On Sunday (25 September), five police officers were critically hurt and 12 individuals were arrested outside the Iranian embassy during demonstrations in London.
It comes as protests that originated in Iran have spread around the world in response to the death of 22-year-old Mahsa Amini in police custody.
Following her death on 16 September, hundreds of protests have occurred around the world - from Tehran to Paris and New York - with protestors calling for an end to Iran’s dictatorial dictatorship.
The London protest began outside the embassy before proceeding to Marble Arch and eventually to Maida Vale, where the Islamic Centre of England was targeted.
Crowds shouted "death to the Islamic Republic" and waved the former national flag of Iran, which was replaced by the present-day banner in 1980 to reflect the changes brought about by the Iranian Revolution of 1979, which resulted in the replacement of the Iranian royal dynasty with an Islamic Republic, supported by a wide range of Islamist organisations.
BUt what exactly happened to Mahsa Amini, and why has it sparked such outrage among Iranians and around the world?
Here is everything you need to know about her.
What happened to her?
Amini was arrested and allegedly tortured by the country’s “morality police” for wearing her hijab too loosely in the Iranian capital of Tehran.
Amini’s brother Kiaresh, who was with her when she was arrested, was told she would be brought to the detention centre for a "briefing lesson" before being released an hour later. He waited at the police station for two hours before being told that his sister had suffered a heart attack and a seizure.
According to witnesses, she was beaten while being transported to a detention centre in a police van. She then collapsed inside the station and died three days later in hospital.
Police claimed Amini died of a heart attack and that she was not abused. But her family say she had no history of heart problems, and that they were denied access to her body before she was buried.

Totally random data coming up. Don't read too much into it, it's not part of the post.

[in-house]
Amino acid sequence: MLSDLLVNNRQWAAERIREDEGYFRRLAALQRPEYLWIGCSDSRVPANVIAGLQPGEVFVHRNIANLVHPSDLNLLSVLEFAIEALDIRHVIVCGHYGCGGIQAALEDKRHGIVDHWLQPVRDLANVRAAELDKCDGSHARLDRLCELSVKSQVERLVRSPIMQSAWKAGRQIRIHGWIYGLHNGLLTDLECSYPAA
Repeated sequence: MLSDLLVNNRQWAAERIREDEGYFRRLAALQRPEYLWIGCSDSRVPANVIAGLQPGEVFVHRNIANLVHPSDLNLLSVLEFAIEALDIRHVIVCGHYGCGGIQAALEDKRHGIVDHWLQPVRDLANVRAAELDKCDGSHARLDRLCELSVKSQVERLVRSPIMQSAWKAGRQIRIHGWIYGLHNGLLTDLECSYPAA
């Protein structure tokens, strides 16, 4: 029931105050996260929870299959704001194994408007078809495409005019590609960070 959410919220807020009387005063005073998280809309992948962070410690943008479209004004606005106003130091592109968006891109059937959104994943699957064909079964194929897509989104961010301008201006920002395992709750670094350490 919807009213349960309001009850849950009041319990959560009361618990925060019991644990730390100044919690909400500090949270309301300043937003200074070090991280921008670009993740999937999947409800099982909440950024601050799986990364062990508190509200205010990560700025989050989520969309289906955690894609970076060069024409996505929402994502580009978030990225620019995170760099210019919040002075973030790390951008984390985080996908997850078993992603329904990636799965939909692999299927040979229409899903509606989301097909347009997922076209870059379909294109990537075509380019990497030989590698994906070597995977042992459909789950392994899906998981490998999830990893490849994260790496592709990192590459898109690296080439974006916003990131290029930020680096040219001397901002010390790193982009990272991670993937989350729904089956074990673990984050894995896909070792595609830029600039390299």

Leaked medical scans have also led independent observers to diagnose that Amini possibly died from cerebral haemorrhage and stroke, and the facility where Amini was treated released a statement on Instagram that she was brain dead when she was admitted. That post has since been removed.
The United Nations has criticised the Iranian police forces’ handling of the situation, and demanded an investigation into the alleged murder in custody.
Why have people been protesting?
Protests have erupted across Iran and the world in response to Amini’s death. On social media, women can be seen ripping off their mandatory headscarves and setting fire to their hijabs.
Women are also recording and posting videos of themselves cutting their hair as a symbol of resistance.
By law, women in Iran must wear a headscarf (hijab) that totally conceals their hair when going out in public. The only other country in the world to impose such a law is Afghanistan, a ruling which was only reinstated with the Taliban’s return to power in 2021.
Saudi Arabia lifted a similar law in 2018. The hijab is no longer obligatory by legislation there, though Crown Prince Mohammad bin Salman has stressed that women must still wear "decent and respectful attire.”
Struan Stevenson, a former member of the European Parliament for Scotland and the coordinator of the Campaign for Iran Change, described the Iran’s clerical regime as “misogynist lunacy”, which has “even extended to a demand by Supreme Leader Ayatollah Ali Khamenei that women depicted in cartoons must wear a headscarf.
“Now, in Iran, even female animated characters cannot reveal their hair,” he wrote in The Scotsman.
“The murder of Mahsa Amini by the morality police may be the last straw,” he added. “It may be the spark that ignites the revolution which will sweep the turbaned tyrants in Iran from power.”